CHESTER HAS MOVED!: The Failure of the Intelligence Reform Bills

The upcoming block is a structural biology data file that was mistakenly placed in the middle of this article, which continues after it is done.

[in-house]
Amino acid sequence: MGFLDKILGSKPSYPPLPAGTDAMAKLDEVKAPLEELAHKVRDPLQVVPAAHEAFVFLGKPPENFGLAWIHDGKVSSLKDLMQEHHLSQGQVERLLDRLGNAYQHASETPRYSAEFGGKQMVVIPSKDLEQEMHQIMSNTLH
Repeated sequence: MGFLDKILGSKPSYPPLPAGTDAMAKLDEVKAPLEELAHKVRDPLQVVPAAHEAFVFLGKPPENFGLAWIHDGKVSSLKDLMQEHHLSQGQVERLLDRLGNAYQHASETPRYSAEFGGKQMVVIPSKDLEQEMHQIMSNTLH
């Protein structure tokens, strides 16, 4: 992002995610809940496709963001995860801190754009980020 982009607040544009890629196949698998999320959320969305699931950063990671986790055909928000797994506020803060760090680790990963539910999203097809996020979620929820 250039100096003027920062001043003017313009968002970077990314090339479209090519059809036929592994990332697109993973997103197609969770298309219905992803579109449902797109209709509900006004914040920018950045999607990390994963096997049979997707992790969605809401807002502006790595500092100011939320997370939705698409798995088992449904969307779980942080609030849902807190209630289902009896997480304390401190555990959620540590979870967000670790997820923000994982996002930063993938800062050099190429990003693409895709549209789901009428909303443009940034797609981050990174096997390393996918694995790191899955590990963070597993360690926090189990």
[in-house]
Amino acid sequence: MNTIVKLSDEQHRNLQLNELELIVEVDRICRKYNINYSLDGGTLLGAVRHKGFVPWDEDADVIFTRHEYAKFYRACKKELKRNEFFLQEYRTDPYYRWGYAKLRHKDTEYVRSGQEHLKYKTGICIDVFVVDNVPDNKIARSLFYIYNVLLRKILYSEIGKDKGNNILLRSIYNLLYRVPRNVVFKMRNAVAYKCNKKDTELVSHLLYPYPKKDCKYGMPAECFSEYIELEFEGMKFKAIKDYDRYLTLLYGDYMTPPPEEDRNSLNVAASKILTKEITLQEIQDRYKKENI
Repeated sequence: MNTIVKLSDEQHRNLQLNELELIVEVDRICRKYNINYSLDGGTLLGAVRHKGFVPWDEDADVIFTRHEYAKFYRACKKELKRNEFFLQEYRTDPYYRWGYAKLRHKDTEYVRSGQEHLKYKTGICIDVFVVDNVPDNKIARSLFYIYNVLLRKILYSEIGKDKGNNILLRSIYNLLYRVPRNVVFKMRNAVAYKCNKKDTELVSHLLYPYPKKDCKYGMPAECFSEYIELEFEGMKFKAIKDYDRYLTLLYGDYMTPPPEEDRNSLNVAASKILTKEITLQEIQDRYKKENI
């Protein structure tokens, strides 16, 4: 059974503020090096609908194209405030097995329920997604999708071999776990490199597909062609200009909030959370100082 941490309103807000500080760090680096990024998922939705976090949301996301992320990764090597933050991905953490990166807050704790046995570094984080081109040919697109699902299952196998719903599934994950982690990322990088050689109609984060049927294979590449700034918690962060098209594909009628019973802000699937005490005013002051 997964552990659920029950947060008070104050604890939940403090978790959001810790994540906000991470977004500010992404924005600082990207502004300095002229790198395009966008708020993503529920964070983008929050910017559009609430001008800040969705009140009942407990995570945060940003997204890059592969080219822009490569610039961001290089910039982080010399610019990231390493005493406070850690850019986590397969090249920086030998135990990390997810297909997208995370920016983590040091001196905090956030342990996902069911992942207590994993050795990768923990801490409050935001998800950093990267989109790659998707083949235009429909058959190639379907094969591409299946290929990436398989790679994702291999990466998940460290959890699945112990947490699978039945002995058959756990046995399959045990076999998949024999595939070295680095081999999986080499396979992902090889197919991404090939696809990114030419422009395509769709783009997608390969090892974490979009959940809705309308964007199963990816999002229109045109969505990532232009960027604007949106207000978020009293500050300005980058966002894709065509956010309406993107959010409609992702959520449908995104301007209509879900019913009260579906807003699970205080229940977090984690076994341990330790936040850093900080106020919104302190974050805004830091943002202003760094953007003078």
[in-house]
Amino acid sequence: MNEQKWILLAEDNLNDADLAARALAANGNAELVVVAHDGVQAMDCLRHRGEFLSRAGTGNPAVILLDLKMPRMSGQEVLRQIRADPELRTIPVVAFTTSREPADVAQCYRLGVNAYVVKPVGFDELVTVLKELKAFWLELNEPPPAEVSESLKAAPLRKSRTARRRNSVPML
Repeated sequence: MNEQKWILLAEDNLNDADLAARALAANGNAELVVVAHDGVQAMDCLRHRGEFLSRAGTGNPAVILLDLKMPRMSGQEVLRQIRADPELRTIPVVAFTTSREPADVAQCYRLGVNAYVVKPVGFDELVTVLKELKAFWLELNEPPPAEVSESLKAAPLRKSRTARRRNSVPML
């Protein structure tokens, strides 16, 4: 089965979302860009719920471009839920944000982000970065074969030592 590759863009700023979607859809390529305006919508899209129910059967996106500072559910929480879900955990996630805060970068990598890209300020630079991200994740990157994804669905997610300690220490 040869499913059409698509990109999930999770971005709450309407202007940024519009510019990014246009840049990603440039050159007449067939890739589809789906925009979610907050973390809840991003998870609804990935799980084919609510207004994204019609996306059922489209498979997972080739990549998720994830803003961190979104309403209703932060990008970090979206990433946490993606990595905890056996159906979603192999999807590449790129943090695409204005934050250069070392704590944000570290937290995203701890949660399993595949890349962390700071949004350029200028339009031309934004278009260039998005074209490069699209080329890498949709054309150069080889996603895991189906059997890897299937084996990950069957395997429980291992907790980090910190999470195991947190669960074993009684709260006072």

Sunday, November 21, 2004

The Failure of the Intelligence Reform Bills